To this end, many are visiting monasteries and retreat centers and meeting with spiritual directors in person or on the Internet. For those unfamiliar with the term spiritual direction, here is a simple working definition: "Spiritual direction refers to the ministry of soul care in which a gifted and experienced Christian helps another person to grow in relationship with and obedience to God by following the example of Jesus Christ."

Spiritual Direction: A Grace Revived

Spiritual direction, and the whole field of spiritual guidance, is enjoying a well-deserved revival in our times. Given the great need for it, this may be a new movement of God's Spirit, as ever more Christian leaders express the need for deep renewal and fresh direction.

An article in Christianity Today entitled "From Mass Evangelist to Soul Friend" describes the spiritual journey of evangelist Leighton Ford. After a thirty-year career preaching to large audiences (with the Billy Graham Evangelistic Association), Ford felt the need for sabbatical space, to seek new vision. So he spent the quietness of those uncluttered days reading Annie Dillard's book Pilgrim at Tinker Creek and practicing spiritual disciplines. This was new spiritual territory for Ford but, as he recounts, the benefits he experienced redirected his whole life. Graced with a fresh vision of intimacy with God, Ford traded in the pulpit for the one-on-one ministry of spiritual direction. Ford now spends his time listening to a spiritual seeker's story, pointing him to Christ if needed, and being used of God to deepen his relationship with the Savior. For Ford, "The heart of spiritual direction is helping the other person to listen and pay attention to what God is saying."

Ford's experience, and the similar experiences of many other evangelical Christians, stands as evidence that many are stepping outside the evangelical tradition to explore ancient Christian disciplines and practices that promote spiritual growth and maturity-"new" means to find the soul care and guidance they're looking for. This trend, which is gaining momentum, raises some questions: How does following Jesus Christ, as His disciple, relate to seeking spiritual direction? Isn't our primary relationship with God supposed to be "through" Christ himself, the "one mediator between God and men" (1 Timothy 2:5)?

Jesus Foremost

This book is about Jesus as the model spiritual director for twenty-first-century disciples.

As Christians we confess that Jesus the Christ is the fullness of God, come to us in human flesh to offer us the example of a life lived perfectly under the guidance and direction of God. As such, Jesus Himself is the perfect paradigm for completed humanity and the pattern for Christian ministry. Looking to Jesus as human beings we find answers to the questions and issues with which we all struggle. Looking to Jesus as disciples we find in Him the perfect pattern of how to minister grace to spiritual seekers.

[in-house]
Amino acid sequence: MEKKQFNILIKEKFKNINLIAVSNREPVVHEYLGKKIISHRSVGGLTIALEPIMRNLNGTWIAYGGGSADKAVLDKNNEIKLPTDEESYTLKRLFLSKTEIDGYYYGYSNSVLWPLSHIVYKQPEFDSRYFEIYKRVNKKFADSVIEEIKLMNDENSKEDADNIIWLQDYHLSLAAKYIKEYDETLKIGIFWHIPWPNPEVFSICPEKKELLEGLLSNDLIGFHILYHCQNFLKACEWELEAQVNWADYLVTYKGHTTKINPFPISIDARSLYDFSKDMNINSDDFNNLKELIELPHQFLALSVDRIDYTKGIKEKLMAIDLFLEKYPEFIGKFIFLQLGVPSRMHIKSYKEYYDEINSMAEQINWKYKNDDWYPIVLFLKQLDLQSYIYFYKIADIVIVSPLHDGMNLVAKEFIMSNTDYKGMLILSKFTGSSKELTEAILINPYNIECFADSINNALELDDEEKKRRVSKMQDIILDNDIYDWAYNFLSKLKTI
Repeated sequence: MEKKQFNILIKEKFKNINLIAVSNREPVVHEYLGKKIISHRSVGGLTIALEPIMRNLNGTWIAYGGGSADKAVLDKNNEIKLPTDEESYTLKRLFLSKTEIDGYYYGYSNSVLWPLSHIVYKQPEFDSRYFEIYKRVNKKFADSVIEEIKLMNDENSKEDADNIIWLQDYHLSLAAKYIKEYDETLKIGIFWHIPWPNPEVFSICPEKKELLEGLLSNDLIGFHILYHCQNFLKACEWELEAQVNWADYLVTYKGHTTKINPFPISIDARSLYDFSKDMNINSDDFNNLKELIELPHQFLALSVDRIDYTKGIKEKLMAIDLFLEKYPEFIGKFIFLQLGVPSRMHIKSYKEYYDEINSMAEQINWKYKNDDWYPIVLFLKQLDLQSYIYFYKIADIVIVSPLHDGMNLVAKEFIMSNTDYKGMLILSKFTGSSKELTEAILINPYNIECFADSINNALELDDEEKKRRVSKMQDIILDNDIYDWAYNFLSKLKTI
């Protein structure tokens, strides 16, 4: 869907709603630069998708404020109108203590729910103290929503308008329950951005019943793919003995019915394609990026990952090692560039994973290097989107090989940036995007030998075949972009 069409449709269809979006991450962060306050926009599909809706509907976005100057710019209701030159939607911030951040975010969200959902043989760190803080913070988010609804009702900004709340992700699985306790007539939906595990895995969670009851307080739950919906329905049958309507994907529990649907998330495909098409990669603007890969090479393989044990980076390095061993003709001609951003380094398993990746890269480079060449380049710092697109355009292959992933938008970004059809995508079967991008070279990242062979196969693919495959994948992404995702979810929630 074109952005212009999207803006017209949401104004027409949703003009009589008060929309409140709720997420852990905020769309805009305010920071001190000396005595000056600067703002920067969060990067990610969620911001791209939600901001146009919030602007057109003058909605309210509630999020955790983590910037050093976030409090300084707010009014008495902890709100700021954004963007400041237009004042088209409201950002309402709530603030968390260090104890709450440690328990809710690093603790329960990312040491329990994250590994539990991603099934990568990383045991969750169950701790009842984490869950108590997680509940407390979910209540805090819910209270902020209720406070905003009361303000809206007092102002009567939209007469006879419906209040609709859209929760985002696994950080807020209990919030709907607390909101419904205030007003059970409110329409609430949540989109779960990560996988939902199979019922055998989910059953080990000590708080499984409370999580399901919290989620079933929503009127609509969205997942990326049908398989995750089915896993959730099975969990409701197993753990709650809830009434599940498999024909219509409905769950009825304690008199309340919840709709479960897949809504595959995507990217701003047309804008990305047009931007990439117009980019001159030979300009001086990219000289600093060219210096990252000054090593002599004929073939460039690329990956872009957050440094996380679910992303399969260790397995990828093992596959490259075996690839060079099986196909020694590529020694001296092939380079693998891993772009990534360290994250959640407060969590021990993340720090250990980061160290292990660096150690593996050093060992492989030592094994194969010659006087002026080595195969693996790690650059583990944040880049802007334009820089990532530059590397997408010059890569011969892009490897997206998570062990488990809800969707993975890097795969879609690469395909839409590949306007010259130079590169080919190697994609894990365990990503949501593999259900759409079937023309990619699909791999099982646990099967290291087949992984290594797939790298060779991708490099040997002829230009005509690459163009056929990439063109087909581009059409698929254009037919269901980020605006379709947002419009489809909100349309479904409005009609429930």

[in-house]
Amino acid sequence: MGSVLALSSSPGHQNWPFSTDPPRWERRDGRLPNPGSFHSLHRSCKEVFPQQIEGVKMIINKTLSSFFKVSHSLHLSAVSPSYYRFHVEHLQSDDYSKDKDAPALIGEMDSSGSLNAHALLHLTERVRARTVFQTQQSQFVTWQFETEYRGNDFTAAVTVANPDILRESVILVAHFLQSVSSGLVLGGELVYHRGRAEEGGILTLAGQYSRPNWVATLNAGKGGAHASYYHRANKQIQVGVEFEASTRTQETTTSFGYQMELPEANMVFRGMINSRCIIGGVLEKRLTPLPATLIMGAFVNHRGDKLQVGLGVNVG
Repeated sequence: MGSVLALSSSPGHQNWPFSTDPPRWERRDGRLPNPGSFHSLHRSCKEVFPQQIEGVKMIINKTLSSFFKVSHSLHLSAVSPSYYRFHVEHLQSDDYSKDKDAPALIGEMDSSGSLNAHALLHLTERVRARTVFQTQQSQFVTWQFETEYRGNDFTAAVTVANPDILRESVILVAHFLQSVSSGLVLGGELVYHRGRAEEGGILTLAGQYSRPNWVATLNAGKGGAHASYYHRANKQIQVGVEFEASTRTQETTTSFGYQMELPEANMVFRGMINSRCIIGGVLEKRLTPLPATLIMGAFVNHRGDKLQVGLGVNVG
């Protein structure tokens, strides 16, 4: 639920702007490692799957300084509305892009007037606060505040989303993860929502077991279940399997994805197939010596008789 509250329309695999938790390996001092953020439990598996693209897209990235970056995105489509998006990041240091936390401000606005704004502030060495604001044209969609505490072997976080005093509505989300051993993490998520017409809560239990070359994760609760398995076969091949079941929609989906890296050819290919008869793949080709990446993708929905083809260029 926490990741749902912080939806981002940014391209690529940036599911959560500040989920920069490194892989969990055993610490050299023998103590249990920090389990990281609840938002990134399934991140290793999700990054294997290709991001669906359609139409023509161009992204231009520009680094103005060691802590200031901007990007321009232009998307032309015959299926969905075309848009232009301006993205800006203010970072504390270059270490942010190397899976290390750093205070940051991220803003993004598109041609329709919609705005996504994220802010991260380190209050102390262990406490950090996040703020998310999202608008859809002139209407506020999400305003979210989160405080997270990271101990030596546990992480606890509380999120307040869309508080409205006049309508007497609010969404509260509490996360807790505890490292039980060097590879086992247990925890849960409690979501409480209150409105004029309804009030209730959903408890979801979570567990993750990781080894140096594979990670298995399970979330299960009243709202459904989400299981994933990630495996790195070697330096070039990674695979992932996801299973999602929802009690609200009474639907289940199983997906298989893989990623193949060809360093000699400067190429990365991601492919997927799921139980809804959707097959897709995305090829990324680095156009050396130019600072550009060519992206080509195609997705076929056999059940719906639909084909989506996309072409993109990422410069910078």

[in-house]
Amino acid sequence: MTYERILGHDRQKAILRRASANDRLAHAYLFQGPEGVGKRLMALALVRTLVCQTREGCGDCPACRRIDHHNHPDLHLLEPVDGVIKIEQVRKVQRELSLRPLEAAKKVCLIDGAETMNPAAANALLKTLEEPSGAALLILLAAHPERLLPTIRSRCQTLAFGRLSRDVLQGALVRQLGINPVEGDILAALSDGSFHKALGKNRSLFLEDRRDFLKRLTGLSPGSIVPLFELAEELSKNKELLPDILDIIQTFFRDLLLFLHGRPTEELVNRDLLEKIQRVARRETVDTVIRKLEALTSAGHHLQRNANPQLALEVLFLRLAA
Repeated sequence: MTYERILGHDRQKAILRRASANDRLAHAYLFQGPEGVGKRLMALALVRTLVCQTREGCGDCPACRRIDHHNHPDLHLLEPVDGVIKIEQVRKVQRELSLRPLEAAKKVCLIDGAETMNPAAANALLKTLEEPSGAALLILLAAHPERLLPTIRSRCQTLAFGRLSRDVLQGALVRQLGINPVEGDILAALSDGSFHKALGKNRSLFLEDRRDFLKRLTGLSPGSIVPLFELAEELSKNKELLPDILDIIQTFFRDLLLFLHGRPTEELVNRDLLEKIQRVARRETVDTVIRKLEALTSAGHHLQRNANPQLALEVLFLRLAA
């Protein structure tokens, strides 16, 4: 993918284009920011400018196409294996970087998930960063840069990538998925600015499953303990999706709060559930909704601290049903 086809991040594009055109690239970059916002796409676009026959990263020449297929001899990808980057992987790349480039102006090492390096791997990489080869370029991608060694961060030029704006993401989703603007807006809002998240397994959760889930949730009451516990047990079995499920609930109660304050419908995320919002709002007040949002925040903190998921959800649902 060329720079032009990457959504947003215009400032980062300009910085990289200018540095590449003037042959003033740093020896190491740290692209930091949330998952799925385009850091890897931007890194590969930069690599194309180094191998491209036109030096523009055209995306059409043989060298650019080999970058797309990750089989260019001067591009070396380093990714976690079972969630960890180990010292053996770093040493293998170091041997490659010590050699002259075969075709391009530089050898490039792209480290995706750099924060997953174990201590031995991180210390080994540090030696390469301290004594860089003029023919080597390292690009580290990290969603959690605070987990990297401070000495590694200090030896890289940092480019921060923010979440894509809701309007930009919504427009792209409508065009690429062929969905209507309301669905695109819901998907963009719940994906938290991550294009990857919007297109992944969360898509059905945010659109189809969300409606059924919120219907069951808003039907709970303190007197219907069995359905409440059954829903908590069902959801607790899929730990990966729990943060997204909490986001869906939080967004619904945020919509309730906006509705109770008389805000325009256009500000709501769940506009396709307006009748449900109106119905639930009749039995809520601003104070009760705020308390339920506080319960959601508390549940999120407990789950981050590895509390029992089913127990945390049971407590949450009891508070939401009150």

This book, therefore, has two purposes. The first is to discover what Jesus says to those of us today who are keenly aware of our need for personal spiritual guidance. The second is to draw from the ministry of Jesus principles that will enable us-especially pastors, counselors, and others in the spiritual-care professions-to be effective guides for others. Though Jesus is our main model from which to learn the art of spiritual direction, He isn't our only model.

Along with Jesus, the Bible provides us many helpful examples of men and women who offer insight into the work of spiritual guidance and direction. Moses, Naomi, Nathan, and the apostle Paul stand out as effective spiritual guides. Two thousand years of Christian history also reveal other examples of godly spiritual directors, including the desert masters, Martin Luther, John of the Cross, numerous Puritan divines, John Wesley, as well as contemporaries such as Henri Nouwen, Eugene Peterson, and James Houston. Founders of religious orders-for instance, Bernard of Clairvaux (the Cistercians), Ignatius of Loyola (the Jesuits), and Teresa of Avila (the Carmelites)-have also made important contributions to Christian spiritual direction. In the end, of course, we return to Jesus as our primary model. For while we can learn a good deal from the insights of great human spiritual leaders, the all-wise and compassionate Son of God is our ultimate pattern for receiving and giving spiritual direction.

My personal belief is that it's essential for us to study Jesus' role in the life-giving ministry of spiritual direction. The instruction we get from studying His intentions and methods will be crucial in our own spiritual lives and in the lives of those to whom we offer direction. Why do I believe Jesus' place is central?